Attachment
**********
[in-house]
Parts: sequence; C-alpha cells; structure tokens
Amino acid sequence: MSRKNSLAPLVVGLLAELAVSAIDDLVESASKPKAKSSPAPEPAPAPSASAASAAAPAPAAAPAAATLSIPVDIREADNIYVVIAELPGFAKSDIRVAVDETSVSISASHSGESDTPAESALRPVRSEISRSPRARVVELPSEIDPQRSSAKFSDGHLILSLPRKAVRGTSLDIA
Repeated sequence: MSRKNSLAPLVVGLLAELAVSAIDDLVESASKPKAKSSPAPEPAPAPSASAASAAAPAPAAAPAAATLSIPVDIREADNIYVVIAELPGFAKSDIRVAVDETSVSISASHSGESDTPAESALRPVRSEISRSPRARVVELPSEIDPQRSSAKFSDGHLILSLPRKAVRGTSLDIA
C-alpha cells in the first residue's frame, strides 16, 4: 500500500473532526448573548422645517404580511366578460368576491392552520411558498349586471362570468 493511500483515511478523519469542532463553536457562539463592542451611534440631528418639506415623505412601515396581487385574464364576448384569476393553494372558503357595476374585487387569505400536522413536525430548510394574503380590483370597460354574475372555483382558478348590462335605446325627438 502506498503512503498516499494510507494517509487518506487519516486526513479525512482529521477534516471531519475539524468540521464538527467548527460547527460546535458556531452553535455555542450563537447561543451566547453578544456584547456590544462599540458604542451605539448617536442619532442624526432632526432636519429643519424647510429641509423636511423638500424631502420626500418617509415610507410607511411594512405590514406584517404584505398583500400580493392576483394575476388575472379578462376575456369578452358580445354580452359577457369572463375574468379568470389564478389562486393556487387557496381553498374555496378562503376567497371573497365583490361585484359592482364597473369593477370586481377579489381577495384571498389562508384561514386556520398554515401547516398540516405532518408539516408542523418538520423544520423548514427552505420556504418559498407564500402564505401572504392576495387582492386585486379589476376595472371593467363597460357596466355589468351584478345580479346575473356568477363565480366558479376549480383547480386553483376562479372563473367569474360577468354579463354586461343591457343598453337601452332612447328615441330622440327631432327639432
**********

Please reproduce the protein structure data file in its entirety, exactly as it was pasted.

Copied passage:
[in-house]
Parts: sequence; C-alpha cells; structure tokens
Amino acid sequence: MSRKNSLAPLVVGLLAELAVSAIDDLVESASKPKAKSSPAPEPAPAPSASAASAAAPAPAAAPAAATLSIPVDIREADNIYVVIAELPGFAKSDIRVAVDETSVSISASHSGESDTPAESALRPVRSEISRSPRARVVELPSEIDPQRSSAKFSDGHLILSLPRKAVRGTSLDIA
Repeated sequence: MSRKNSLAPLVVGLLAELAVSAIDDLVESASKPKAKSSPAPEPAPAPSASAASAAAPAPAAAPAAATLSIPVDIREADNIYVVIAELPGFAKSDIRVAVDETSVSISASHSGESDTPAESALRPVRSEISRSPRARVVELPSEIDPQRSSAKFSDGHLILSLPRKAVRGTSLDIA
C-alpha cells in the first residue's frame, strides 16, 4: 500500500473532526448573548422645517404580511366578460368576491392552520411558498349586471362570468 493511500483515511478523519469542532463553536457562539463592542451611534440631528418639506415623505412601515396581487385574464364576448384569476393553494372558503357595476374585487387569505400536522413536525430548510394574503380590483370597460354574475372555483382558478348590462335605446325627438 502506498503512503498516499494510507494517509487518506487519516486526513479525512482529521477534516471531519475539524468540521464538527467548527460547527460546535458556531452553535455555542450563537447561543451566547453578544456584547456590544462599540458604542451605539448617536442619532442624526432632526432636519429643519424647510429641509423636511423638500424631502420626500418617509415610507410607511411594512405590514406584517404584505398583500400580493392576483394575476388575472379578462376575456369578452358580445354580452359577457369572463375574468379568470389564478389562486393556487387557496381553498374555496378562503376567497371573497365583490361585484359592482364597473369593477370586481377579489381577495384571498389562508384561514386556520398554515401547516398540516405532518408539516408542523418538520423544520423548514427552505420556504418559498407564500402564505401572504392576495387582492386585486379589476376595472371593467363597460357596466355589468351584478345580479346575473356568477363565480366558479376549480383547480386553483376562479372563473367569474360577468354579463354586461343591457343598453337601452332612447328615441330622440327631432327639432